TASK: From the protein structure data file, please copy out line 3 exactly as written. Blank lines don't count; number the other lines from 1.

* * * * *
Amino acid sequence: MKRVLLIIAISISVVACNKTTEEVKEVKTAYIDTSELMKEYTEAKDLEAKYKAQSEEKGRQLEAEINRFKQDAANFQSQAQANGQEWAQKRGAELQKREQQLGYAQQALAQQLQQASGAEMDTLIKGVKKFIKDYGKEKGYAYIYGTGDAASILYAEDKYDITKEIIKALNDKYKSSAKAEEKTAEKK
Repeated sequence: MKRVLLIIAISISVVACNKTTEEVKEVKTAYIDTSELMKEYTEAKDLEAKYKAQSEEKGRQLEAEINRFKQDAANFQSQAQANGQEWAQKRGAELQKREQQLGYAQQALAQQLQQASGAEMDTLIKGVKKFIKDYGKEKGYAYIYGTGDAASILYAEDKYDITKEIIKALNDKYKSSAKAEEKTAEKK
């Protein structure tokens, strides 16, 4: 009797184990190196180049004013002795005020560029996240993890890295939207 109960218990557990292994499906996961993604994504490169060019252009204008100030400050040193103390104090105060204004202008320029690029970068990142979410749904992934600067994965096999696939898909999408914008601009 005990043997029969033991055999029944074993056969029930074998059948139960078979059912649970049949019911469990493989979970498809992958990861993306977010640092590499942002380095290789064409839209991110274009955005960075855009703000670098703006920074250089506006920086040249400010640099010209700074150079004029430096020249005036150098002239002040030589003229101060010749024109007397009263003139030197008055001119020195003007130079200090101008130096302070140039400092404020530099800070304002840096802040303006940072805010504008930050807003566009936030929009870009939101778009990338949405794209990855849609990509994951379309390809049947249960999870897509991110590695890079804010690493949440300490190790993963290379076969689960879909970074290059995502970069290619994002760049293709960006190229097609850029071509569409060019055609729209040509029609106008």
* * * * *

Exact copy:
């Protein structure tokens, strides 16, 4: 009797184990190196180049004013002795005020560029996240993890890295939207 109960218990557990292994499906996961993604994504490169060019252009204008100030400050040193103390104090105060204004202008320029690029970068990142979410749904992934600067994965096999696939898909999408914008601009 005990043997029969033991055999029944074993056969029930074998059948139960078979059912649970049949019911469990493989979970498809992958990861993306977010640092590499942002380095290789064409839209991110274009955005960075855009703000670098703006920074250089506006920086040249400010640099010209700074150079004029430096020249005036150098002239002040030589003229101060010749024109007397009263003139030197008055001119020195003007130079200090101008130096302070140039400092404020530099800070304002840096802040303006940072805010504008930050807003566009936030929009870009939101778009990338949405794209990855849609990509994951379309390809049947249960999870897509991110590695890079804010690493949440300490190790993963290379076969689960879909970074290059995502970069290619994002760049293709960006190229097609850029071509569409060019055609729209040509029609106008």